Offline Gamer

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Re: Storing Cash Safely
« Reply #35 on: June 14, 2019, 12:11:09 PM »
Incidentally, country and western star David "Stringbean" Akeman kept his money at home but made the mistake of letting too many people know it, and he and his wife were murdered by two burglars in 1973, who never found the money and left empty-handed.
Another mistake was that he didn't tell at least one close friend or relative that his money was hidden up the chimney, so after he was killed it all went to waste because they never saw a penny of it..

"Depression-era bank failures caused Akeman not to trust banks with his money. Gossip around Nashville was that Akeman kept large amounts of cash on hand.."
https://en.wikipedia.org/wiki/David_%22Stringbean%22_Akeman

"..a decomposed wad of about $20,000 in cash was discovered behind a brick in the cabin's chimney nearly a quarter century later.."
https://www.idolnetworth.com/stringbean-net-worth-62659

Offline Gamer

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Re: Storing Cash Safely
« Reply #36 on: June 14, 2019, 07:11:16 PM »
Another thing worth mentioning is that if we've got passwords to our bank accounts (and other sensitive stuff) stored on our computers, a burglar who pinches our computer will have a field day going through it to gain access to places we'd rather not have him gain access to..;)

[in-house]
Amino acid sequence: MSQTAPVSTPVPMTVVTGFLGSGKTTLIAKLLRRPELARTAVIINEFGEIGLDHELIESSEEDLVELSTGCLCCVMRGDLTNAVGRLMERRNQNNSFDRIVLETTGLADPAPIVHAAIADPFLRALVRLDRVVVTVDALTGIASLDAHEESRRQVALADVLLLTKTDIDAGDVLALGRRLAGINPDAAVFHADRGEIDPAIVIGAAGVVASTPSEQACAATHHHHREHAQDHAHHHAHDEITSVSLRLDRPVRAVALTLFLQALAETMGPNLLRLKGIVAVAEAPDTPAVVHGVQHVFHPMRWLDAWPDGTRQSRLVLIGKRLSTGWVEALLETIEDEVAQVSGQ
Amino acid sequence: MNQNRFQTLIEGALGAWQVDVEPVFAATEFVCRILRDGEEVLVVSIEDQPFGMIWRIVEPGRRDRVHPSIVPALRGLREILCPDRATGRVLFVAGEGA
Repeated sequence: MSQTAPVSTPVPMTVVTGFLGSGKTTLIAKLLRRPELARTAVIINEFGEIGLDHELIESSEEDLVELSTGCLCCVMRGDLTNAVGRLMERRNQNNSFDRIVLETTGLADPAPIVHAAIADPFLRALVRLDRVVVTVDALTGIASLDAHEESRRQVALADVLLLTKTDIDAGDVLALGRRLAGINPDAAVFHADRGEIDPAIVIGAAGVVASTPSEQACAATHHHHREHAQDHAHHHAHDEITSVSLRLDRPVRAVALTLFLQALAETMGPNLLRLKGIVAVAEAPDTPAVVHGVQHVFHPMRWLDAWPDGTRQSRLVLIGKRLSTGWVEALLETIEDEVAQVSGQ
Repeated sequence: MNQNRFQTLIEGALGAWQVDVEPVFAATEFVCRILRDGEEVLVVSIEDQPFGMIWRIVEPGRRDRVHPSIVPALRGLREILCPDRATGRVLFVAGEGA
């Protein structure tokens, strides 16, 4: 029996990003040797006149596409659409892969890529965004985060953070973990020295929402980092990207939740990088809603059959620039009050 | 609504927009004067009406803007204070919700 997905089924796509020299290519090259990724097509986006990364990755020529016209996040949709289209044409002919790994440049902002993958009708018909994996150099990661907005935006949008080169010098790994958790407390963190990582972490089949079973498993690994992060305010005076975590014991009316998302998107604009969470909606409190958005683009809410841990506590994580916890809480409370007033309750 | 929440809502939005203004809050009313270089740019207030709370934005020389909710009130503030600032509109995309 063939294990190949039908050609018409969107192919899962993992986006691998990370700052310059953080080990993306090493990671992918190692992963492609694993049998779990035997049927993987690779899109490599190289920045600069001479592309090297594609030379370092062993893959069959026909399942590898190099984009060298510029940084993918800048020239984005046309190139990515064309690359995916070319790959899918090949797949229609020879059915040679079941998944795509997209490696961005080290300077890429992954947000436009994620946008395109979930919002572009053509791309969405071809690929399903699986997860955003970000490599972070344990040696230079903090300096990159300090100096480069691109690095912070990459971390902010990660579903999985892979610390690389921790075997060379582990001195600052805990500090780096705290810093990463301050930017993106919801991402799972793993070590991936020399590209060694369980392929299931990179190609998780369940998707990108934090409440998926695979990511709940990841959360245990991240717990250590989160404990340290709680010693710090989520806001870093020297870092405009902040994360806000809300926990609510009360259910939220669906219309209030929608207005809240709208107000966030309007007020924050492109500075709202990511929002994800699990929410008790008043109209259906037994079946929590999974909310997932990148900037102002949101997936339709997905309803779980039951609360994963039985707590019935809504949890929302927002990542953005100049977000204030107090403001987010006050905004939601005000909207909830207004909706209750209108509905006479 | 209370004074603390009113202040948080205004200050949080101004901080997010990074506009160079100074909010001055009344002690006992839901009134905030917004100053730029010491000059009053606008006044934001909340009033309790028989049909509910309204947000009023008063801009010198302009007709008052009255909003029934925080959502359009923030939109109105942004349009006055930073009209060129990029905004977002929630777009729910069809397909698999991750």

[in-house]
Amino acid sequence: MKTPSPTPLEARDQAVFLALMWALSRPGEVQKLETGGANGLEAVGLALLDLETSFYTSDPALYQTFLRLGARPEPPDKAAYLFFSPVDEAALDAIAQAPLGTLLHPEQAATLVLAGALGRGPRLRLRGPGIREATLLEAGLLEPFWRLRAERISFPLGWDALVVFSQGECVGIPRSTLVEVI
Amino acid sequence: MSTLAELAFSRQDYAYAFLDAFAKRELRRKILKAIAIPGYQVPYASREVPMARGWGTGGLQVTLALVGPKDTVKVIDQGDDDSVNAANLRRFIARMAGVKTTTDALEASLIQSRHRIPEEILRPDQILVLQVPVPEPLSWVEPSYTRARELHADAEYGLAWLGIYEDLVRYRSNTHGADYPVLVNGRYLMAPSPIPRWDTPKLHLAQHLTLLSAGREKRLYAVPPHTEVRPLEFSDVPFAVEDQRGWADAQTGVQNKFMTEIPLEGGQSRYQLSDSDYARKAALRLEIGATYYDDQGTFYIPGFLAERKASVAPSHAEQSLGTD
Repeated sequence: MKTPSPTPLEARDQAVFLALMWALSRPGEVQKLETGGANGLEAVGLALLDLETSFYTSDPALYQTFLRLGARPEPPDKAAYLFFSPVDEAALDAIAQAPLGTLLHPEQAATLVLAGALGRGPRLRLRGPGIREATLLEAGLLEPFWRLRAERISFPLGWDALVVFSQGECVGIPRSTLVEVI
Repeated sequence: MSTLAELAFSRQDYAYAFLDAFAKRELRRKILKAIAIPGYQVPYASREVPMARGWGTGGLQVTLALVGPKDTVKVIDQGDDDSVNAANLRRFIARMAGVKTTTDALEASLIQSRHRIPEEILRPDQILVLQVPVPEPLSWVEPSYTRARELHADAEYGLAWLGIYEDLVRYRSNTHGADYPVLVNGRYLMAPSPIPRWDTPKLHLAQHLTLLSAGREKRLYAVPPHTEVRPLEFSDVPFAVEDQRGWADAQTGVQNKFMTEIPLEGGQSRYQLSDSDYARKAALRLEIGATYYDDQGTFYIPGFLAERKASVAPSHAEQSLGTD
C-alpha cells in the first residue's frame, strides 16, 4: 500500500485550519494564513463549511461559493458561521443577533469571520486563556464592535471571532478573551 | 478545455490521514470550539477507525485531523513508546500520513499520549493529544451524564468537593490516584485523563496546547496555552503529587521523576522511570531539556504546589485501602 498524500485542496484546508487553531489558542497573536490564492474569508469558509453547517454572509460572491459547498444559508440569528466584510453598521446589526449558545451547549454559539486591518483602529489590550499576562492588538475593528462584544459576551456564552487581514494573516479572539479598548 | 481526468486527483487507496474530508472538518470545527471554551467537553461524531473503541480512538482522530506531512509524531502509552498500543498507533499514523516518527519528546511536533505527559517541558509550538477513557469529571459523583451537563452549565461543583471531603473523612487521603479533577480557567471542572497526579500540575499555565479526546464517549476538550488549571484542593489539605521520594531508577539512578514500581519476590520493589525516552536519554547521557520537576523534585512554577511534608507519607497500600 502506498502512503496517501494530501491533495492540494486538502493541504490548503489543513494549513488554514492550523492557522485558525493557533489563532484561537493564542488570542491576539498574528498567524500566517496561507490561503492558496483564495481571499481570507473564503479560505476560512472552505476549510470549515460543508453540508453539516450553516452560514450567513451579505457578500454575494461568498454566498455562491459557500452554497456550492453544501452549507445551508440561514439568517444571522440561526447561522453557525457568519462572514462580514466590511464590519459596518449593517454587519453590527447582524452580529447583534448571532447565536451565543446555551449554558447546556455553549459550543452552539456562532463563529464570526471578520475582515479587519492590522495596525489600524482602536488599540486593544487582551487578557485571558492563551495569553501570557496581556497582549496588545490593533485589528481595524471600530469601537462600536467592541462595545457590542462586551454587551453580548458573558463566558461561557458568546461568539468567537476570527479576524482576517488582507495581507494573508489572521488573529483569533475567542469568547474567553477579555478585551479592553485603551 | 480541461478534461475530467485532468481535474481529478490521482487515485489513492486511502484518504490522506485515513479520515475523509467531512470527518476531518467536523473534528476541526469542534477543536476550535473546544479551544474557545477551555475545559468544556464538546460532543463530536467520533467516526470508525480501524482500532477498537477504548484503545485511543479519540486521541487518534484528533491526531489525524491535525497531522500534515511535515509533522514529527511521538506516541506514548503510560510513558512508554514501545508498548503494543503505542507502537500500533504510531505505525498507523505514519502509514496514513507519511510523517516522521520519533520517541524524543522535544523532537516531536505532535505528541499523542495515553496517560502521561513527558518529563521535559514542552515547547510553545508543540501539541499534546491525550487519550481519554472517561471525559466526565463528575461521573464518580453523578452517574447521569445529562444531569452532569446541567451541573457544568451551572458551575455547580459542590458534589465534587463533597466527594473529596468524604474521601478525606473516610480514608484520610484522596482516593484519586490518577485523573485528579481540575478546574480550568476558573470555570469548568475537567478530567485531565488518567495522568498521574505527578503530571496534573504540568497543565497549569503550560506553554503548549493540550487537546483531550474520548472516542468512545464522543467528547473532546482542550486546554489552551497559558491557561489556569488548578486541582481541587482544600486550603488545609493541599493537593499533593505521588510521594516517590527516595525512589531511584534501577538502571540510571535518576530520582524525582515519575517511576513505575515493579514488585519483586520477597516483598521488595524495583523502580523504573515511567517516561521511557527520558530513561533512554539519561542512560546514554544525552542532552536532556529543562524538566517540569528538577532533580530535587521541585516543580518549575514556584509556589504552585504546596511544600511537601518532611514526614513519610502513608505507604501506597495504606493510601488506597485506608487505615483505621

PS- I don't know what the law allows in America, but here in Britain the police are apparently allowed to seize your computer if you've been arrested for anything, and I speak from personal experience (minor vigilante rap in 2001), they seized mine and kept it for 10 weeks before eventually returning it to me after going through it looking for "evidence", but they didn't find a sausage, hehe..:)

PPS- They also took a DNA sample from me (a small swab from my inner cheek) but apparently couldn't match it to any criminal.
The moral?- Don't commit an arrestable offence of any kind..;)

Offline Ken325

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Re: Storing Cash Safely
« Reply #37 on: June 16, 2019, 11:10:19 AM »
Use a password manager.  I use ewallet and have since the palm pilot days.  It is synched to all my devices. My information  is not stored in the "cloud", it is stored on my computer, and it is encrypted so even the software manufacturer can not see it.  This also allows me to use long, complex passwords.   I cut and paste my passwords so keyloggers cannot see it.  I also use 2 factor authintication when I can on every account that is connected to money.  I use a VPN when using public wifi.  That may not be a perfect system but it is all that I can do.

In the US you can be required to give a fingeprint to the police, so passwords are more secure than using your fingerprint for a password on your phone.  You can't be forced to give up a password becasue that is protected by 5th ammendment.

I have system so close relatives can find my cash.  Well the larger chunks of it at least.  I have a bad habbit of hiding $20 dollar bills in various places and a lot of this will probably not be found. We are talking less than $500 total when talking about my emercency cash stashes.

Offline FreeLancer

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Re: Storing Cash Safely
« Reply #38 on: July 06, 2019, 05:45:02 PM »
Never say never.  I’m still not sure it’s a failure, but I rotated some cash from the Pelican case and it felt noticeably damp to the touch and the bills were sticking to each other.  I lubed the seals with silicone grease and dumped several desiccant packets in. Neither the Pelican nor the Honeywell cases felt damp inside. I’ll see how things are in a month or two.